Five things the Patriots need to work on

Seconds after the Philadelphia Eagles played the Patriots close in Week 12, it seemed like they had advertised a blue print on how to beat New England.

While the Eagles didn't beat the Patriots, the game tape might have provided a few clues about what things can be successful against New England. But as one of the Ravens player said to me hours before their Monday night game with New England, "We never even talked about the Eagles during the week."

What really transpired after the Eagles-Patriots game was a list of things the Patriots could work on to get even better. Monday's game indicated the progress made by New England in the five areas the Eagles exposed.

Listed below are five things New England learned about themselves from their victory over the Eagles.

1. The clock in Tom Brady's head

Brady is the best at what he does, but there have been weeks where he gets enough time to wait on Randy Moss or anyone else he wants to throw to. Brady was sacked just three times in the first five games. The Eagles sacked him three times, and got hits on him another four times. Brady knows he has less time in the pocket than he had earlier in the year. The Ravens believed they could get to Brady, and they were right, sacking him three times and getting hits on him another half-dozen times. The clock in Brady's head will be ticking loud and clear from now on and he will get the ball out of his hand faster than ever. He knows his team isn't going anywhere if he's on the sideline with an injury. The Steelers will bring pressure in Week 14.

2. Balancing up the offensive attack

The Patriots don't necessarily look to be balanced on a game-to-game basis. If they go against a run defense like the Vikings have, they are capable of passing 80 percent of the game. Thus far into the season, the Patriots have run the ball 45 percent of the time and passed it 55 percent of the time. Against the Eagles, they were closer to passing it 80 percent of the time. Baltimore has a top run defense, but the Patriots attempted to balance their attack by running the ball on 37 percent of their plays. Laurence Maroney averages just 10 rushing attempts a game; look for that to go up in the next few weeks. Until New England demonstrates that they are a threat to run, teams will overplay Randy Moss and the rest of the receivers, which will lead to sacks and hits on Brady.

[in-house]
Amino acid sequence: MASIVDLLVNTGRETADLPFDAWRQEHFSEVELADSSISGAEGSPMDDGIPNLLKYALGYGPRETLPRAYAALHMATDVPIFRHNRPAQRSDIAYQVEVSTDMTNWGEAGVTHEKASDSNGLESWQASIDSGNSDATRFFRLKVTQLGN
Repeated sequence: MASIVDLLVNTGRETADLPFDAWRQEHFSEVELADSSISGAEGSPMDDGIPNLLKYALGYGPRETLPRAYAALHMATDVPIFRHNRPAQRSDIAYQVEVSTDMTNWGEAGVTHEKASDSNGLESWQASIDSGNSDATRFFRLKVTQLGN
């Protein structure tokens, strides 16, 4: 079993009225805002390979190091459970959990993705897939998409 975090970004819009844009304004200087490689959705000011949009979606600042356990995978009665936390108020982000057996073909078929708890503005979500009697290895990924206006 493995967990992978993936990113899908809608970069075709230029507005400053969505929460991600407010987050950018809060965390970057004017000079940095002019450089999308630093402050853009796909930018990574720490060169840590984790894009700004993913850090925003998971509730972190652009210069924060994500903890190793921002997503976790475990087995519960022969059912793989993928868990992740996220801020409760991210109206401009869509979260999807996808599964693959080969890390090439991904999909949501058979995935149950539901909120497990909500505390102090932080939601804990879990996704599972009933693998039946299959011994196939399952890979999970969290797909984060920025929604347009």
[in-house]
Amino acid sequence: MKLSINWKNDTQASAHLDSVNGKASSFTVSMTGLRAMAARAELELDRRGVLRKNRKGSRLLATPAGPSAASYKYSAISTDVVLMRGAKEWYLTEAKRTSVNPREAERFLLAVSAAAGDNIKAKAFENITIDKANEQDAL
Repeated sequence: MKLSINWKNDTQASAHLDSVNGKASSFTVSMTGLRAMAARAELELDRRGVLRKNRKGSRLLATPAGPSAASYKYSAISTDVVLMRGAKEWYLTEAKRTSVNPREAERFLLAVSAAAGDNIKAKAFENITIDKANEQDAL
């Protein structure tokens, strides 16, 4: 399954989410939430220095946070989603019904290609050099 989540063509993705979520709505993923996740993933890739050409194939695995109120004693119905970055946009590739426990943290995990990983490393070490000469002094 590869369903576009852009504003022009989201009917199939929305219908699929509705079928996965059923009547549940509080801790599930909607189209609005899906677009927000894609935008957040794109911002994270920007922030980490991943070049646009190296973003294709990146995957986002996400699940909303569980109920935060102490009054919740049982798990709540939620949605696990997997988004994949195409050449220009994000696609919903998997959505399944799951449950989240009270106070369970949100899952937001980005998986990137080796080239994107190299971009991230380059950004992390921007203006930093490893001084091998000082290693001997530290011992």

3. Route and formation adjustments

When you watch the game tape from the Eagles-Patriots matchup, it appears the Eagles' plan to disrupt Moss off the line of scrimmage was an effective way to interfere with his release and timing. Look for the Patriots to adjust and start putting Moss in motion in order to set up a clean release. Look for them to also work some pick plays at the snap of the ball in what will look like a bunch series where three eligible receivers are close to each other when the ball is snapped. It was a staple of the Patriots' offense in years past and it has its place again after watching the Eagles concentrate on Moss. The Ravens restricted Moss to four catches for 34 yards and a TD. In the past two games Moss has nine receptions for 77 yards and only one touchdown.

4. Work on their first-down defense

Opponents will look at the Eagles' game plan against the Patriots and realize that Philadelphia went 13 for 16 and 120 yards on first down before the Pats ended the game with an interception on the 17th first-down pass. The Patriots are a very effective blitz defense when they want to be and had 21 sacks and seven interceptions heading into their game with the Ravens. First down has been one of their least blitzed downs. I expect to see a few more pressure schemes on first downs after the Eagles completed 81 percent of their first-down passes for 7.5 yards an attempt. The Ravens ran it 18 times, while throwing it only twice, on first downs. The Patriots need to tighten up their first-down defense. The Steelers will mix up their calls on first down.

5. Clean up the third-down pass defense

A.J. Feeley came into Foxboro and threw a pick six on the game's first third-down situation. After that he went 7 of 9 on third-down pass calls. The Patriots gave up 126 yards and three touchdowns on those seven completions. Bill Belichick will study how and why Feeley was so productive. If it's more man coverage or better disguises in the coverage, we should see the revised package shortly. Baltimore ran it three times and passed it eight times on third down. Outside of giving up a 53-yard bomb and a 4-yard touchdown pass to Baltimore, the Patriots have their third-down defense headed in the right direction.

It's a challenge to keep any group of people grounded when they are experiencing the amount of success New England has had thus far. Every week, Belichick points out the things the players have to improve. The players I speak with say they hear the message loud and clear. But after being tested by the Eagles and Ravens, the message is easier to deliver and accept.

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